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New IDA chief: rail between Buffalo and Amherst is 'game changer'

 

Two massive projects are on the horizon for Amherst: a $250 million, mixed-use redevelopment of the former Westwood Country Club and revived talk of extending the light rail from Buffalo out to the UB North Campus.

But aging office parks and retail complexes in the town have vacancies, and in recent years sentiment in the town has turned against the unfettered, no-holds-barred growth that marked much of the past several decades in Amherst.

This is the climate David S. Mingoia stepped into Friday as he started his first day as executive director and chief financial officer of the Amherst Industrial Development Agency. He will earn $120,000 annually in the job.

 

Mingoia answered five questions from The News on a range of economic-development topics:

Q. What are your priorities as you start the new year as executive director?

A. I think one of the first priorities is to implement some of the items that were called forth in our recent economic analysis that we participated in with the town. Dave Versel, who's an outside economist, came in and talked. There were a number of suggestions, and we talked about it a little bit at the board meeting, about providing a little bit of a live, work, play environment [in] some of the office properties and the office parks and even some of the industrial parks. ... So really our goal is to help facilitate more redevelopment and more mixes of uses throughout the community.

Q. What are you going to do to get more projects? I think you provided tax breaks to just three projects last year?

A. Some of this is there's always been a historic ebb and flow at this agency. We've had up years. We've had down years. I don't think our goal is to go out and just get projects. That's not what our public purpose is. Our public purpose is to encourage the right type of  economic development for this community as laid out in the town's comprehensive plan. I think there's a general feeling on the board to work with companies. I think some of the national politics have dragged down some companies' confidence in investing.  I think activity is going to be up this year. I'm going to be reaching out to as many businesses and what we call the multipliers, so that would be their attorneys, their accountants, those things, to really talk about opportunities for growing and investing in Amherst.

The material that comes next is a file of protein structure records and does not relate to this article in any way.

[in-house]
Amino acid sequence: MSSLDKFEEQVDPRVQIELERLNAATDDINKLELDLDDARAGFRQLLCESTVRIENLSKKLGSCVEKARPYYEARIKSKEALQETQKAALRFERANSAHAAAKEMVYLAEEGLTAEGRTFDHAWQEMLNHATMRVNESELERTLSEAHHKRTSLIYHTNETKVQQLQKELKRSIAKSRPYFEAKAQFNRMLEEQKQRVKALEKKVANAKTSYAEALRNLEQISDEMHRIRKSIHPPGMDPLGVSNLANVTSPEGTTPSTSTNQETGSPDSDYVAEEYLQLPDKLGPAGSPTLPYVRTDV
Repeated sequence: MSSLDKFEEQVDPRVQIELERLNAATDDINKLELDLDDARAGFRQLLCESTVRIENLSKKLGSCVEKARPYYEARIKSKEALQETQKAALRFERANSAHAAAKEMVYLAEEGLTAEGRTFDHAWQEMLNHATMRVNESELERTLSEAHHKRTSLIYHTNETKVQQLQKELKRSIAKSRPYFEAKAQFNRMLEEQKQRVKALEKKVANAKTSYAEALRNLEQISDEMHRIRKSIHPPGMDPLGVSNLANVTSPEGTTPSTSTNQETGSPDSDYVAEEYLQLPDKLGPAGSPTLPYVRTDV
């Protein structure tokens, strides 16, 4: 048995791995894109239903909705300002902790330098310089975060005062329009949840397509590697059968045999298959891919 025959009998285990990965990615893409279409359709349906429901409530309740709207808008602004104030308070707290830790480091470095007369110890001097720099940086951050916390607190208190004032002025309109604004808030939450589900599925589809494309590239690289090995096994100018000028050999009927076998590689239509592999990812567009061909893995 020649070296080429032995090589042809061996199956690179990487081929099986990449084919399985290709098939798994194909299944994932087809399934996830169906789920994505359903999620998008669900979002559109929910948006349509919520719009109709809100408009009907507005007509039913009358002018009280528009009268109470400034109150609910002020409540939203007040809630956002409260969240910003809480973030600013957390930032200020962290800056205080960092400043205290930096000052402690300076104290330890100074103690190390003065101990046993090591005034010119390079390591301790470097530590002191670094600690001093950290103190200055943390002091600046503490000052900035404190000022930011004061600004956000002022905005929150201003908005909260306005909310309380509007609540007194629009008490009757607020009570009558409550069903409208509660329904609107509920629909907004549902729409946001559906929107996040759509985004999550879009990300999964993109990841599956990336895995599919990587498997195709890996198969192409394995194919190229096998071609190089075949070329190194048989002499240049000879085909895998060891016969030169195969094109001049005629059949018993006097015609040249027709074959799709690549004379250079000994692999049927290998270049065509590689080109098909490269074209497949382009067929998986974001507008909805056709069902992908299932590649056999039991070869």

Q. What would you say the state of development in Amherst is? Aren't there vacant office parks in the town?

A. I think there's some vacant buildings within office parks. But the office parks themselves I think are still fairly healthy. But we have seen some of the older properties that were constructed in the '80s and maybe the early '90s are in need of some additional investment. So I think to the extent we can repurpose those for, maybe not all office, but for some of these other uses, makes them more attractive to the marketplace right now.

Q. What's the relationship among the Amherst IDA and the other IDAs in the region?

A. I think we've got a great working relationship. Obviously we've got some good relationships with the local IDAs. We've got a good working relationship with the (Erie County) IDA. Many of the policies that the ECIDA has we've also adopted, such as local labor. We share an application. There's a lot of back end stuff, administrative stuff, we're doing with the ECIDA, where there's commonalities of practices. We're in communication. My board leadership is in regular communication with the ECIDA's board leadership, as an example, to really further the entire region. Because, although our geography is the Town of Amherst, we know we have a much larger impact. Because companies aren't necessarily looking at municipal borders when they're looking to locate and making investments. And we do know their work force comes from everywhere. On a typical day, half of the residents of the town go elsewhere to work, and there's an influx of about the same number of people that work at businesses in the town.

Q. Talk to me about the two major possible projects for Amherst: Connecting the Metro rail from the UB South Campus to the North Campus and the Westwood redevelopment.

A. Well I think the light rail is a complete game changer for some of the aging retail. Traditional brick-and-mortar retail is under siege by online retailers. It's clear the impact Amazon has had on some of the big box retailers. And if you look nationally at what's done in terms of development around transit stations and the amount of new investment and the increase in taxable assessment and benefits to the community, I think it could be a tremendous help to redeveloping a lot of properties along Niagara Falls Boulevard through the corridor. Plus connect UB right to downtown through the light rail system.

Now the Westwood project, that's going through the regulatory process. We are so far down the timeline, on having kind of input or involvement with it, we're just observers at this point. The plan continues to change at this point.

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